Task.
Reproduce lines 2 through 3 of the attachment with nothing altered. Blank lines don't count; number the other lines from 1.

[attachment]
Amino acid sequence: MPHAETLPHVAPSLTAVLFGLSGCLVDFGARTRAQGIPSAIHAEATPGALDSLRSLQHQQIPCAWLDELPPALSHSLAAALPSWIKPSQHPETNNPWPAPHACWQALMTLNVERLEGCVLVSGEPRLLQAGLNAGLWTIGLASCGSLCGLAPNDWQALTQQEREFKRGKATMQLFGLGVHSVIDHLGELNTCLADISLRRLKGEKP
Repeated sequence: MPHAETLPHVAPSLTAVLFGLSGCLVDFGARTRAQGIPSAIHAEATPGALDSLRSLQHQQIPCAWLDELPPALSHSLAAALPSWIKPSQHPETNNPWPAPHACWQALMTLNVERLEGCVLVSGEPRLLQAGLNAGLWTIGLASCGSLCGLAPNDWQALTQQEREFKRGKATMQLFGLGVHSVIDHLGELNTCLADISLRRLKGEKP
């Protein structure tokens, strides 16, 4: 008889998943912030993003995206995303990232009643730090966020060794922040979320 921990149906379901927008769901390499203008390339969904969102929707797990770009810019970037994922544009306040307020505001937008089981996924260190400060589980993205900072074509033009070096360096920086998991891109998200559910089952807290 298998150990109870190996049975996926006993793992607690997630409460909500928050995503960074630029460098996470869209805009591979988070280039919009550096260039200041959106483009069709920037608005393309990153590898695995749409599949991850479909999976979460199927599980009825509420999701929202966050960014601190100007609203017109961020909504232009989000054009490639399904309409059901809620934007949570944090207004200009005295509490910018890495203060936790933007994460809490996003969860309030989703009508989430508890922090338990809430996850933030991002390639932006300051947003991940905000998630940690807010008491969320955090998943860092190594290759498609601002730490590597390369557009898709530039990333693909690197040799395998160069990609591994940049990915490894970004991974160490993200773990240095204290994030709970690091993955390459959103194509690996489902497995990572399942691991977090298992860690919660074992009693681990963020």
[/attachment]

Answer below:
Repeated sequence: MPHAETLPHVAPSLTAVLFGLSGCLVDFGARTRAQGIPSAIHAEATPGALDSLRSLQHQQIPCAWLDELPPALSHSLAAALPSWIKPSQHPETNNPWPAPHACWQALMTLNVERLEGCVLVSGEPRLLQAGLNAGLWTIGLASCGSLCGLAPNDWQALTQQEREFKRGKATMQLFGLGVHSVIDHLGELNTCLADISLRRLKGEKP
């Protein structure tokens, strides 16, 4: 008889998943912030993003995206995303990232009643730090966020060794922040979320 921990149906379901927008769901390499203008390339969904969102929707797990770009810019970037994922544009306040307020505001937008089981996924260190400060589980993205900072074509033009070096360096920086998991891109998200559910089952807290 298998150990109870190996049975996926006993793992607690997630409460909500928050995503960074630029460098996470869209805009591979988070280039919009550096260039200041959106483009069709920037608005393309990153590898695995749409599949991850479909999976979460199927599980009825509420999701929202966050960014601190100007609203017109961020909504232009989000054009490639399904309409059901809620934007949570944090207004200009005295509490910018890495203060936790933007994460809490996003969860309030989703009508989430508890922090338990809430996850933030991002390639932006300051947003991940905000998630940690807010008491969320955090998943860092190594290759498609601002730490590597390369557009898709530039990333693909690197040799395998160069990609591994940049990915490894970004991974160490993200773990240095204290994030709970690091993955390459959103194509690996489902497995990572399942691991977090298992860690919660074992009693681990963020």